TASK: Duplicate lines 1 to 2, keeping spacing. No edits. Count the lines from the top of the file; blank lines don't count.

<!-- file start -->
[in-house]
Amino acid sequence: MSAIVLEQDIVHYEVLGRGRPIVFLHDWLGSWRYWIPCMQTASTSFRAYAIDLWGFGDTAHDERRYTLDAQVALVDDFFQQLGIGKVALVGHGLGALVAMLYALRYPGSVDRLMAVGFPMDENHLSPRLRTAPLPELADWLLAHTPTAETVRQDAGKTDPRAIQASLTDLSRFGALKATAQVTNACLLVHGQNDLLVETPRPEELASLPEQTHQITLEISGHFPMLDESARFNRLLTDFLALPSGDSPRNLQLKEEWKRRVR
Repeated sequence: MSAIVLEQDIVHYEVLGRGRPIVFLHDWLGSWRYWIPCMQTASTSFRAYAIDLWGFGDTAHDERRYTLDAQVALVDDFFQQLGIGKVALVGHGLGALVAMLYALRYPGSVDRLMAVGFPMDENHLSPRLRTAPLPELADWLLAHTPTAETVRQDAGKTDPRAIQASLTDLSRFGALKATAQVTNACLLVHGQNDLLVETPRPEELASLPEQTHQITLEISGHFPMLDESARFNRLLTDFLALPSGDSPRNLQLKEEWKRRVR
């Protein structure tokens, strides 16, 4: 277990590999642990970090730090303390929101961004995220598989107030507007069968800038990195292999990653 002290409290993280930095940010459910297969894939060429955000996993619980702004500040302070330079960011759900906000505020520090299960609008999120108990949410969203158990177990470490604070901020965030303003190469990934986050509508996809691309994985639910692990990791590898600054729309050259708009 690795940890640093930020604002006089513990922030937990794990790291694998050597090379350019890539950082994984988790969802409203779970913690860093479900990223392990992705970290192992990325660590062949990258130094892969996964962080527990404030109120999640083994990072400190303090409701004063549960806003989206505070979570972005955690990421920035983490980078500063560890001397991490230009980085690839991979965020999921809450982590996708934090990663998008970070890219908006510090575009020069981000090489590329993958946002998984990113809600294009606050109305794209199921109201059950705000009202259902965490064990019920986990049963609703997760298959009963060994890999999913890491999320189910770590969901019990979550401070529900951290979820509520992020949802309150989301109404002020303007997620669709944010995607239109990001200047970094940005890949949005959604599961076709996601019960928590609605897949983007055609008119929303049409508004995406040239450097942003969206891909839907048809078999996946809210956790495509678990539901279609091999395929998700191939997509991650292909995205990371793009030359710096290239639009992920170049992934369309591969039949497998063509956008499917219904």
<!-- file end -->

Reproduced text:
[in-house]
Amino acid sequence: MSAIVLEQDIVHYEVLGRGRPIVFLHDWLGSWRYWIPCMQTASTSFRAYAIDLWGFGDTAHDERRYTLDAQVALVDDFFQQLGIGKVALVGHGLGALVAMLYALRYPGSVDRLMAVGFPMDENHLSPRLRTAPLPELADWLLAHTPTAETVRQDAGKTDPRAIQASLTDLSRFGALKATAQVTNACLLVHGQNDLLVETPRPEELASLPEQTHQITLEISGHFPMLDESARFNRLLTDFLALPSGDSPRNLQLKEEWKRRVR